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Is There Any Doubt That We Are Next?

April 1, AD2013 32 Comments



As a young Protestant my last experience of actually “worshipping” in a church (outside of funerals, weddings, etc.) came when I was about fifteen. It was Easter Sunday in the warm climate of California. It was a modest sized church, and on this day the only seating was outside on folding chairs on the front lawn. It looked to me that there were as many people outside as inside. A loudspeaker was provided in order to hear the service and of course, the sermon. As a family we had ceased going to church on a regular basis a few years prior. This was special, it was Easter.

Many decades have passed since that day. American culture has passed outwardly through the “Beatnik” and “Hippie” eras and still is outwardly and inwardly the “Me” era. These were not merely cute expressions of adolescent breaking away, but, a desire to change society by those who saw their future in power over the management of society.

I suppose my thoughts while sitting there were the same as many of my generation, “What am I doing among these hypocrites sitting on a lawn in front of a church that I would not see the inside of, probably ever!”

Did I miss the point of religion?


And so did most of my entire generation, and the generation that has followed us, and the generation that came before us in America.


A few years ago while attending a conference I had dinner with several people, a conversation began with a man sitting next to me at that dinner table. He was a doctor originally from Turkey and now living in Michigan. He asked me if I thought that the conditions that caused the Nazi holocaust could ever happen here. My immediate answer without a second’s thought (I am prone to this lack of restraint) was, “No, I don’t think so because each person you see at this table is taught from birth by their parents to revere freedom.” I have pondered this answer many times over the years. What exactly was “freedom” to those people and does it have the same meaning today.

As a new Catholic, the Church gave me the answer when I started to read and hear an explanation of moral relativism, especially coming from Pope Benedict XVI. He said in his Papal Message for World Day of Peace 2012:

“Today, a particularly insidious obstacle to the task of educating is the massive presence in our society and culture of that relativism which, recognizing nothing as definitive, leaves as the ultimate criterion only the self with its desires.”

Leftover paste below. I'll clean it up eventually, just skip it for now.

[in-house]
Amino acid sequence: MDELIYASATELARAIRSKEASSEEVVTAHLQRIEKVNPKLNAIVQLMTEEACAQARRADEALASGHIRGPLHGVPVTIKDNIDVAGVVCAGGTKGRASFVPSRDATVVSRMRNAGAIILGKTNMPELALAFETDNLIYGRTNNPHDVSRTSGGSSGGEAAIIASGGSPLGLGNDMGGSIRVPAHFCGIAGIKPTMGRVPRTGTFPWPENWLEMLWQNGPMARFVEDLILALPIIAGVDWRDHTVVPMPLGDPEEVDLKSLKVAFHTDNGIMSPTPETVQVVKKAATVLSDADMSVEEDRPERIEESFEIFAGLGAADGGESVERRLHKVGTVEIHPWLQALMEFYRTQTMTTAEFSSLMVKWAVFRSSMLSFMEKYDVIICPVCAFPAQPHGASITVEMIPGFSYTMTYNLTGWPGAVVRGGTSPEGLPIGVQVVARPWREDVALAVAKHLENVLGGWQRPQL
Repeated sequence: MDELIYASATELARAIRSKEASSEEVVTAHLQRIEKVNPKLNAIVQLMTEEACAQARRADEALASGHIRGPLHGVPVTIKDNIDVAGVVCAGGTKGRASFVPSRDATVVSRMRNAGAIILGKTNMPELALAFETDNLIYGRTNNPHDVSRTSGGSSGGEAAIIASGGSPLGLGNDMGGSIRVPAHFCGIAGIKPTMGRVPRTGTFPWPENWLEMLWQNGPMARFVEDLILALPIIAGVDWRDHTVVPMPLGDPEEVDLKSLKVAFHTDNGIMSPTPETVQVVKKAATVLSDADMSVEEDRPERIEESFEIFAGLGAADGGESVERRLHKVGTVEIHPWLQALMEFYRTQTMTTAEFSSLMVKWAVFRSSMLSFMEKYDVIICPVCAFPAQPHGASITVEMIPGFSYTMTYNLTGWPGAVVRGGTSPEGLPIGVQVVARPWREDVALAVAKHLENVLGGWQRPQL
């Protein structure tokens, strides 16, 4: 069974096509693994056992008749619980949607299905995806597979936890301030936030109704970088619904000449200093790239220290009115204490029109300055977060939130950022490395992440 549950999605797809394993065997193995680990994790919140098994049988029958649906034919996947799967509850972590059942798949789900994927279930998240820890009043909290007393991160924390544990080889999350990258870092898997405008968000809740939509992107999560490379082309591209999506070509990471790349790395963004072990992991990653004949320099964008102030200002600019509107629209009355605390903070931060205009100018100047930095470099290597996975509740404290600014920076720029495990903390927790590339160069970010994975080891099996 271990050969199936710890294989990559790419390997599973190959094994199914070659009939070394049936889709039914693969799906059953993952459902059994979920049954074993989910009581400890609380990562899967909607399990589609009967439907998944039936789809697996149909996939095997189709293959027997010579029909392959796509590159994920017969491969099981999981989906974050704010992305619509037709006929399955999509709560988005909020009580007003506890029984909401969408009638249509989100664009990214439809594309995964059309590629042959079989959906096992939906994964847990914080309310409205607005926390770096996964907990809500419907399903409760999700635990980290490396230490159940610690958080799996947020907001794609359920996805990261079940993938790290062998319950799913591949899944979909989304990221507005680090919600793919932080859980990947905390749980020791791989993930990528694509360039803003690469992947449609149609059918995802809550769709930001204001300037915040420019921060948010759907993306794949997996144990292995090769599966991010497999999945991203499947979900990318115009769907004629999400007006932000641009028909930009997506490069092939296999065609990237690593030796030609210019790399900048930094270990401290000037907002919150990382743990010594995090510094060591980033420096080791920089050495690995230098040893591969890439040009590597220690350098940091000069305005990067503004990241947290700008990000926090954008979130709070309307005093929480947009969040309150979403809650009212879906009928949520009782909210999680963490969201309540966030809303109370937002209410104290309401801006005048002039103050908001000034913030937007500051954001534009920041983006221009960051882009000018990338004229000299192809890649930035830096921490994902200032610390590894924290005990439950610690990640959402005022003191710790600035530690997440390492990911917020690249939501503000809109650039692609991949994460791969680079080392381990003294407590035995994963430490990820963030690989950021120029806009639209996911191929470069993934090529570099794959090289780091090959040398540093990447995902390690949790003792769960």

Living almost my entire life under the threat of powers that wanted to dominate the world, specifically National Socialists (Nazi), Fascists, and Communists, it was bizarre to read a recent article (February 4) with the headline, “Romanian Court Orders Skyscraper Demolished to Protect Catholic Cathedral”.


My uncle’s parents emigrated from Romania in 1906. He and my aunt traveled there in 1966 and 1972, she recently remembered an incident from 1966.

In 1966 Lou and I went to Romania to visit his family (first cousins) for the first time. This was the first time in more than 40 years that Romania’s borders were opened to Westerners. A lot of journalists went in that year. We were not on assignment, merely visiting family, so had no official status. I think that helped us because we were not guided about [and] given the party line as we had been previously in Bulgaria.

Having contacted the family and been joyously welcomed by all, we had to have a meal in each and every cousin’s home — even the most humble cottage in the small village of Sibiului. One evening, after dinner, about ten of us were sitting around the table talking, of course, in Romanian. The cousins were telling Lou about their oppression and the subject of religion came up among other things. (Lou was translating for me as I do not speak the language.) One of the women said that brother George had been a chanter in the church before it was forbidden to attend services.

I love church music, chants in particular, and asked him to sing for me. Almost as one the group reared back and said, “No, No, No!” They explained to Lou who relayed to me that if he was heard chanting they all could be arrested and maybe put in prison. They were very distraught. I withdrew my request realizing how very naive I was in asking and how easily we take freedom for granted.

An argument ensued. George prevailed. He would sing. One of the women got up closed the windows, pulled the curtains and bolted the door. No one was pleased. All were flushed. The men stared down or straight ahead. The women sat upright twisting their hands. George sang softly.

I know he could not do justice to the song. Chants are not written to be whispered. It was the only gift the men who had been stripped of land and freedom had to give–the gift of prayer in quiet music. There were no repercussions that I know of. – Gloria Evon


Barton v. City of Balch Springs, No. 3:03-2258 (N.D. Tex. 2004)
“Senior citizens in Balch Springs, Texas, were told to stop praying before their meals, listening to inspirational religious messages, and singing gospel songs in their senior citizens’ center because of a new city policy banning religion in public buildings. The citizens sued to defend their right to religious freedom. The seniors were told that if they won their lawsuit, their meals would be taken away since praying over government-funded meals violates the “separation of church and state.” The Department of Justice also opened an investigation.”

Illinois Severs Ties With Catholic Charities Over Adoption to Homosexuals
“The state of Illinois ended its historic relationship with Catholic Charities, which was the organization that inspired the first child welfare services in that state, because of the organization’s religious views against adopting children to homosexual couples. Although Catholic Charities was willing to refer homosexual couples to other adoption agencies, the state refused to accommodate them. Ironically, this religious discrimination is in response to the Religious Freedom Protection and Civil Unions Act. The Act, when combined with state anti-discrimination laws, requires homosexual civil unions to be treated like marriages, but only provides protection to religious clergy who decline to officiate a civil union. Two-thousand children will now have to transition to new agencies.”

These two incidents and over 600 cases like these are documented here by The Family Research Council, the same organization whose offices were the target of a gunman last August in Washington, D.C.